In 1956 in Palo Alto, Bateson and his colleagues Donald Jackson, Jay Haley, and John Weakland articulated a related theory of schizophrenia as stemming from double bind situations. The double bind refers to a communication paradox described first in families with a schizophrenic member. The first place where double binds were described (though not named as such) was according to Bateson, in Samuel Butler's The Way of All Flesh (a semi-autobiographical novel about Victorian hypocrisy and cover-up).
Full double bind requires several conditions to be met:
The strange behaviour and speech of schizophrenics was explained by Bateson et al. as an expression of this paradoxical situation, and were seen in fact as an adaptive response, which should be valued as a cathartic and transformative experience.
The double bind was originally presented (probably mainly under the influence of Bateson's psychiatric co-workers) as an explanation of part of the etiology of schizophrenia. Currently, it is considered to be more important as an example of Bateson's approach to the complexities of communication which is what he understood it to be.
According to Merriam-Webster's dictionary the term somatic is basically defined as the body or body cells of change distinguished from germplasm or psyche/mind. Bateson writes about how the actual physical changes in the body occur within evolutionary processes. He describes this through the introduction of the concept of "economics of flexibility". In his conclusion he makes seven statements or theoretical positions which may be supported by his ideology.
The first is the idea that although environmental stresses have theoretically been believed to guide or dictate the changes in the soma (physical body), the introduction of new stresses do not automatically result in the physical changes necessary for survival as suggested by original evolutionary theory. In fact the introduction of these stresses can greatly weaken the organism. An example that he gives is the sheltering of a sick person from the weather or the fact that someone who works in an office would have a hard time working as a rock climber and vice versa. The second position states that though "the economics of flexibility has a logical structure-each successive demand upon flexibility fractioning the set of available possibilities". This means that theoretically speaking each demand or variable creates a new set of possibilities. Bateson's third conclusion is "that the genotypic change commonly makes demand upon the adjustive ability of the soma". This, he states, is the commonly held belief among biologists although there is no evidence to support the claim. Added demands are made on the soma by sequential genotypic modifications is the fourth position. Through this he suggests the following three expectations:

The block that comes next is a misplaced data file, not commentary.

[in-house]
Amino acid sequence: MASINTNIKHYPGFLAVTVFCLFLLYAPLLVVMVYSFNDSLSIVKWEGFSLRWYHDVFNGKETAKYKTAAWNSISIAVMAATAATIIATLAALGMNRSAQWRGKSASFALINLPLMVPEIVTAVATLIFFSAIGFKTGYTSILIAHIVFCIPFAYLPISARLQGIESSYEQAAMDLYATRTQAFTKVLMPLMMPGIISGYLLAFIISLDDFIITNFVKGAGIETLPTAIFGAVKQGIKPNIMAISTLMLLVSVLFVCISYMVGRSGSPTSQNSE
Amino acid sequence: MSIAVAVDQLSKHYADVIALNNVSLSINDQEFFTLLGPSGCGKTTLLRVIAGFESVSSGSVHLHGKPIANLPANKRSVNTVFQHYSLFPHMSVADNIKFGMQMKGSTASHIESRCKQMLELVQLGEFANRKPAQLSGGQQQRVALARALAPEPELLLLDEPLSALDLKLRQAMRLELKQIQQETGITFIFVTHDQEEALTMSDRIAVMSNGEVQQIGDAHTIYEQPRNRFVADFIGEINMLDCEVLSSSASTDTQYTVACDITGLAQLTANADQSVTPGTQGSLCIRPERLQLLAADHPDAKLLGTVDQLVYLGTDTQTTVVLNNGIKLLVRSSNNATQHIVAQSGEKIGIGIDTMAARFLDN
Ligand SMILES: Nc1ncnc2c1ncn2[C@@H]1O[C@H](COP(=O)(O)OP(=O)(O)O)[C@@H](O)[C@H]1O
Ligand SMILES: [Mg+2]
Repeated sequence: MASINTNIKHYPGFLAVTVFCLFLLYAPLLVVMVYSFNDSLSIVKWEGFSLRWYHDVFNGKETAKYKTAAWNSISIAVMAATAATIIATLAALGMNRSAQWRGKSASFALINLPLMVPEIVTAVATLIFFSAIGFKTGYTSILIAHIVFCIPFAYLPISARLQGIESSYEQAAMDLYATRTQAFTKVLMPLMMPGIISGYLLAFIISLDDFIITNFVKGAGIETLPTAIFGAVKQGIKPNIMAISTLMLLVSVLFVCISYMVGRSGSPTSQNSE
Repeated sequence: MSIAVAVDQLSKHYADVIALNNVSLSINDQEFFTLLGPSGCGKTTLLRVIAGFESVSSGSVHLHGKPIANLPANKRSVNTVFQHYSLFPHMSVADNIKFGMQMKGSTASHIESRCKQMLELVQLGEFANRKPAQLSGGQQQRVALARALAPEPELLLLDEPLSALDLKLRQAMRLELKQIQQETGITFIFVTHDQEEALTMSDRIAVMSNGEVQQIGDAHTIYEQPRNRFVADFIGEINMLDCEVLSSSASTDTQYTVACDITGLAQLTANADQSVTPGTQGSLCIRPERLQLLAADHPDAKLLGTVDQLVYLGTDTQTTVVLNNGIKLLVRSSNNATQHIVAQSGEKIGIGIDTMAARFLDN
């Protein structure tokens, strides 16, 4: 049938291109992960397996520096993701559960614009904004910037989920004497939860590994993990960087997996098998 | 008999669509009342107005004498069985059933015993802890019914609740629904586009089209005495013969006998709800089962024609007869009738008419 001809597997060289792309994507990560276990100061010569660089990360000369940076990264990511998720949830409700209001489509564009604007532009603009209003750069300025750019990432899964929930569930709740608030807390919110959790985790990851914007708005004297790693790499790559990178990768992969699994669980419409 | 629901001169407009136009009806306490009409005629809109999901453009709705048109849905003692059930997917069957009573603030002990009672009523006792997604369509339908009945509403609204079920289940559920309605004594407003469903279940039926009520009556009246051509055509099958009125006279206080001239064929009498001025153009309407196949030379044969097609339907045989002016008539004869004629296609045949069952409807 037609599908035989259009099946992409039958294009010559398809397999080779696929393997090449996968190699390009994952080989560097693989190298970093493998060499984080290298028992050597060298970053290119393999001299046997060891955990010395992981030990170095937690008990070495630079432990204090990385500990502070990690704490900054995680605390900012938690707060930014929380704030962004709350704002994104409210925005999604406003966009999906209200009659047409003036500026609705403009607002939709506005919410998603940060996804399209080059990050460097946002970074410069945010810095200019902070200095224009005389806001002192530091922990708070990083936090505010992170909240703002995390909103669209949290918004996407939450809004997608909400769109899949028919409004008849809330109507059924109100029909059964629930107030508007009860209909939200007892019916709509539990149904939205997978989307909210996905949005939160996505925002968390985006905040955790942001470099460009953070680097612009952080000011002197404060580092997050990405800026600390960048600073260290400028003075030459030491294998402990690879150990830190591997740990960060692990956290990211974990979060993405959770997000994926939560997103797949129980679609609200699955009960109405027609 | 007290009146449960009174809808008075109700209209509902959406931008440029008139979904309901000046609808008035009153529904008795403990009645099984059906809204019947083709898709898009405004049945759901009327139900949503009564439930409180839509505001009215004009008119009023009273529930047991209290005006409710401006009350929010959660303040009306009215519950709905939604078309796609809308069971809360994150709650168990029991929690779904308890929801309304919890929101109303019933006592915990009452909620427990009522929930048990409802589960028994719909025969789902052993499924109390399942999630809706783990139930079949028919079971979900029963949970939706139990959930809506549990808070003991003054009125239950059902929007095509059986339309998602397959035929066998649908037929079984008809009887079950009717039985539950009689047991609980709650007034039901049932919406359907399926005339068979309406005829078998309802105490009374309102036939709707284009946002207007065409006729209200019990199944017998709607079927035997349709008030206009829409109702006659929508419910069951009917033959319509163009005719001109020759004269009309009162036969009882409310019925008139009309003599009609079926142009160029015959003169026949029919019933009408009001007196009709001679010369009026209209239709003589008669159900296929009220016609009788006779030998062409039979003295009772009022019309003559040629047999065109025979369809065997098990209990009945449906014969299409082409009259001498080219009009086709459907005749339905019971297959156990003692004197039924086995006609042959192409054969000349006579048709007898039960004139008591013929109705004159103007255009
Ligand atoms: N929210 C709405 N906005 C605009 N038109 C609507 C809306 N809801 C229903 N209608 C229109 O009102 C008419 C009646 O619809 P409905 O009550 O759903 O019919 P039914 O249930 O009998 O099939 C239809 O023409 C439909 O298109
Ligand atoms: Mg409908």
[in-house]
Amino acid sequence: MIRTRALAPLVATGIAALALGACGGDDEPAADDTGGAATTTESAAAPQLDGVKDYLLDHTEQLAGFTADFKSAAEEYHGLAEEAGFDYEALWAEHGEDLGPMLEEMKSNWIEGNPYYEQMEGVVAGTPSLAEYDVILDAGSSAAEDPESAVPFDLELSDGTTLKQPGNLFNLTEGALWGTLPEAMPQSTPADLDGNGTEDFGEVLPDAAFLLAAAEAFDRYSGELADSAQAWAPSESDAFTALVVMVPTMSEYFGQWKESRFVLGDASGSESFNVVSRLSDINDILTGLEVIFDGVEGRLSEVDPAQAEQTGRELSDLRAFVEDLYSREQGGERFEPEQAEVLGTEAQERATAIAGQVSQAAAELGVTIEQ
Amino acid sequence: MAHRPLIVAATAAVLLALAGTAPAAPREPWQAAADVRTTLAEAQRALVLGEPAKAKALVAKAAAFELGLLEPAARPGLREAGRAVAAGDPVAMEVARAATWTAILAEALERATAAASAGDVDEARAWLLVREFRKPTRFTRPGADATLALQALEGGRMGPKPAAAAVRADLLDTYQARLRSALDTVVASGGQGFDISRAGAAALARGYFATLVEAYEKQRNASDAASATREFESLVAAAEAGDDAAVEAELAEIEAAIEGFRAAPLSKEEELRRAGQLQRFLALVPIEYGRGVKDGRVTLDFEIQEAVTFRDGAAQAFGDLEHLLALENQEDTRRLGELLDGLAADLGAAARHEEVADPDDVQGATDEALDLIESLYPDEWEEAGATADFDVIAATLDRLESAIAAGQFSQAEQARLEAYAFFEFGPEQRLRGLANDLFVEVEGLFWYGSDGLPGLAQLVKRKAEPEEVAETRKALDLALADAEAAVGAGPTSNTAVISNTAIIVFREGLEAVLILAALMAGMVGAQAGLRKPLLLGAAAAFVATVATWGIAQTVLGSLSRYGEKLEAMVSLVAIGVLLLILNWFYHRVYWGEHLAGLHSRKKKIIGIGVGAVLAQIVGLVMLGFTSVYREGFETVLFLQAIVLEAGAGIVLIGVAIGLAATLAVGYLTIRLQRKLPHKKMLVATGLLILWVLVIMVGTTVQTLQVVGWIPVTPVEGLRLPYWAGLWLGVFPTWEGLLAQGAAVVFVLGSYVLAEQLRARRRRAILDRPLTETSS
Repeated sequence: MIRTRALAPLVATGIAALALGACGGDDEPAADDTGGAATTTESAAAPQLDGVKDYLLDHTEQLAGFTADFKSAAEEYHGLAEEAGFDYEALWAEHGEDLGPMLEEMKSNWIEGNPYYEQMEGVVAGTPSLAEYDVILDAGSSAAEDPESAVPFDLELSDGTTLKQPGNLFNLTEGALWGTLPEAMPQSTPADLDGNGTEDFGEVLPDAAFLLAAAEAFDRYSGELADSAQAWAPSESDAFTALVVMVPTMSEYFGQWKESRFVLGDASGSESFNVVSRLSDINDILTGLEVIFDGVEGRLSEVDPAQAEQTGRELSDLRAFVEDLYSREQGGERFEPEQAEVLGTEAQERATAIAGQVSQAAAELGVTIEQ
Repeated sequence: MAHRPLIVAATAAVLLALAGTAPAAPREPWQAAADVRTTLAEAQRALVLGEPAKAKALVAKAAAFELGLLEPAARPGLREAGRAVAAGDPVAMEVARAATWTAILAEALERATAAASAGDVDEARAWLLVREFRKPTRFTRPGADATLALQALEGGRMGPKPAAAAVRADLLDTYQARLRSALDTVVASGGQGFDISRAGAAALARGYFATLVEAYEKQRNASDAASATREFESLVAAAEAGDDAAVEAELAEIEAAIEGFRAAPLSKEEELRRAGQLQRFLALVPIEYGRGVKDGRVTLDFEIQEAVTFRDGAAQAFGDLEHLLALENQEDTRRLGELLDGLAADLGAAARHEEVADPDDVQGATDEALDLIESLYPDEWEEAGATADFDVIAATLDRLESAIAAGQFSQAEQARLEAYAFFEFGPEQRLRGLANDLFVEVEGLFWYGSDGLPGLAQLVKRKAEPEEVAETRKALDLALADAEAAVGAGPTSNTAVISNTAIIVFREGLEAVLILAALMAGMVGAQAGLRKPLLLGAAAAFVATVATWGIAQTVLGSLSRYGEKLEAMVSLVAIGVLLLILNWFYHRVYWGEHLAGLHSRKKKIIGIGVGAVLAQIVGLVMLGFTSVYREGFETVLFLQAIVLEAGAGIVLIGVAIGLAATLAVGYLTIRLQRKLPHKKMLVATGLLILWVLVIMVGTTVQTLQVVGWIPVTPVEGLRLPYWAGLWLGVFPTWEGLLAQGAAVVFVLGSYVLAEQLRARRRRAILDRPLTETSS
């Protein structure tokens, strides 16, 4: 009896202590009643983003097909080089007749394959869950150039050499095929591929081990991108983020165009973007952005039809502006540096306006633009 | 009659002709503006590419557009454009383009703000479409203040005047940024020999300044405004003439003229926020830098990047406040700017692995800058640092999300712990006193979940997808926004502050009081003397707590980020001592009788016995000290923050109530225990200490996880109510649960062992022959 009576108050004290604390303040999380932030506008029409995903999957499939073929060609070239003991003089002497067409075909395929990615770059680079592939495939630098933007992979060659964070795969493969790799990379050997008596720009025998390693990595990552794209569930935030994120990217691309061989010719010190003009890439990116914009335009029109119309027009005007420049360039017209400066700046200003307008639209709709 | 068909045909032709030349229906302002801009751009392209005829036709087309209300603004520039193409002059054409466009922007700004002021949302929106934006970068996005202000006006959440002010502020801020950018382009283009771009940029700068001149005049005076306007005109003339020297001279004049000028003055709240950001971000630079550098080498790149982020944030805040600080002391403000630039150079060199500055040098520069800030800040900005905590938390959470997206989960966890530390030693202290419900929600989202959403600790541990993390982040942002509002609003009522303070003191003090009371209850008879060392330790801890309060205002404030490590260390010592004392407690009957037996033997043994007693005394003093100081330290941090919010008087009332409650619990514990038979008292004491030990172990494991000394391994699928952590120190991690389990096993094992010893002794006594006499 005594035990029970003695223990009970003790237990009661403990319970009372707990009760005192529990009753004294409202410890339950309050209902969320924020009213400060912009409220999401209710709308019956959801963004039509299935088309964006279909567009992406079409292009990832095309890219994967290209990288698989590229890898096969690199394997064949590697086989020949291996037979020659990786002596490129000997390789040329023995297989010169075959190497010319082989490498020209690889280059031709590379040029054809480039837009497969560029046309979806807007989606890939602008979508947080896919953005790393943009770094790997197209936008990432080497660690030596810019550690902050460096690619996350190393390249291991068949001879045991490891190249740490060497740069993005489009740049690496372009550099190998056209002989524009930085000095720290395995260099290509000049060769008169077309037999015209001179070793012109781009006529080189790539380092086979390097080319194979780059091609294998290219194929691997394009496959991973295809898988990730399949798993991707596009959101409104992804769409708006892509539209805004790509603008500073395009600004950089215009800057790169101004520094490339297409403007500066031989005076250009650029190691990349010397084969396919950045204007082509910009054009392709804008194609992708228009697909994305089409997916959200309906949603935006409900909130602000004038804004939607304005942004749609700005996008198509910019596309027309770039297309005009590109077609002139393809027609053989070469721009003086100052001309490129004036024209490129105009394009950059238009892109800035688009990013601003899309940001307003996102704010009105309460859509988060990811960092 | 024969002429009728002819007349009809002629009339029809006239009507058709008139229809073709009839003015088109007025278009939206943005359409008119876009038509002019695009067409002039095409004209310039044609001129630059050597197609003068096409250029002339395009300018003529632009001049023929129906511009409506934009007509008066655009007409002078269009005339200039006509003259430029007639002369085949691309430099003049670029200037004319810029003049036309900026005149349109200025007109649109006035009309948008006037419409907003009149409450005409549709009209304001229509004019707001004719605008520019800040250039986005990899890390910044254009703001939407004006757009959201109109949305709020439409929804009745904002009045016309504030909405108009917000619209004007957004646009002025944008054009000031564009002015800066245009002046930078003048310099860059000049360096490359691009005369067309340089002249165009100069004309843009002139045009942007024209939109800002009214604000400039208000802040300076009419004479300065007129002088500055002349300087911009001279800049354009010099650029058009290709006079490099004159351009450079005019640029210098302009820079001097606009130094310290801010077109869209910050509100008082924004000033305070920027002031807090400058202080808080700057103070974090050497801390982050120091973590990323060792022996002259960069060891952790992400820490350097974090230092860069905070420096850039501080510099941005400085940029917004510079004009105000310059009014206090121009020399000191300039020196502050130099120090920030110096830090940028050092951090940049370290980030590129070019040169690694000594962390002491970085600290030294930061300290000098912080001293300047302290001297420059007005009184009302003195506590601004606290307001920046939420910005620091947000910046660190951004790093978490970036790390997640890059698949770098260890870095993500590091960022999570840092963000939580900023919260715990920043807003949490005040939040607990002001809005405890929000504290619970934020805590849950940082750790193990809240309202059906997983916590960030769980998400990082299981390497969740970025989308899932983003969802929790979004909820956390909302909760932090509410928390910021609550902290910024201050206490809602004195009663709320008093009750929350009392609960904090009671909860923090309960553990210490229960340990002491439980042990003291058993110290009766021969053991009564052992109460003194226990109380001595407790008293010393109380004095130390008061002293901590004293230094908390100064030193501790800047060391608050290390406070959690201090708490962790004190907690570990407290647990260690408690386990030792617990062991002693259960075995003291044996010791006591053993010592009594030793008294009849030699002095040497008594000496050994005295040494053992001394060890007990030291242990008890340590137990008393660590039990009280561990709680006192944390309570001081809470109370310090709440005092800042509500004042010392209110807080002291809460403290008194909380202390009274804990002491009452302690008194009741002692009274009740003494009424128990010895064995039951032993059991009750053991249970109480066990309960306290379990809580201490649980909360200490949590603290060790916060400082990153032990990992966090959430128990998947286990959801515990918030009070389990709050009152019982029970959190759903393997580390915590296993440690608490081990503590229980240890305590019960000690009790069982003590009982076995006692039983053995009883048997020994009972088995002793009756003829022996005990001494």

The fifth theoretical position which Bateson believes is supported by his data is that characteristics within an organism that have been modified due to environmental stresses may coincide with genetically determined attributes. His sixth position is that it takes less economic flexibility to create somatic change than it does to cause a genotypic modification. The seventh and final theory he believes to be supported is the idea that in rare occasions there will be populations whose changes will not be in accordance with the thesis presented within this paper. According to Bateson, none of these positions (at the time) could be tested but he called for the creation of a test which could possibly prove or disprove the theoretical positions suggested within.
In his book Steps to an Ecology of Mind, Bateson applied cybernetics to the field of ecological anthropology and the concept of homeostasis. He saw the world as a series of systems containing those of individuals, societies and ecosystems. Within each system is found competition and dependency. Each of these systems has adaptive changes which depend upon feedback loops to control balance by changing multiple variables. Bateson believed that these self-correcting systems were conservative by controlling exponential slippage. He saw the natural ecological system as innately good as long as it was allowed to maintain homeostasis and that the key unit of survival in evolution was an organism and its environment.
Bateson also viewed that all three systems of the individual, society and ecosystem were all together a part of one supreme cybernetic system that controls everything instead of just interacting systems. This supreme cybernetic system is beyond the self of the individual and could be equated to what many people refer to as God, though Bateson referred to it as Mind. While Mind is a cybernetic system, it can only be distinguished as a whole and not parts. Bateson felt Mind was immanent in the messages and pathways of the supreme cybernetic system. He saw the root of system collapses as a result of Occidental or Western epistemology. According to Bateson, consciousness is the bridge between the cybernetic networks of individual, society and ecology and the mismatch between the systems due to improper understanding will result in the degradation of the entire supreme cybernetic system or Mind. Bateson thought that consciousness as developed through Occidental epistemology was at direct odds with Mind.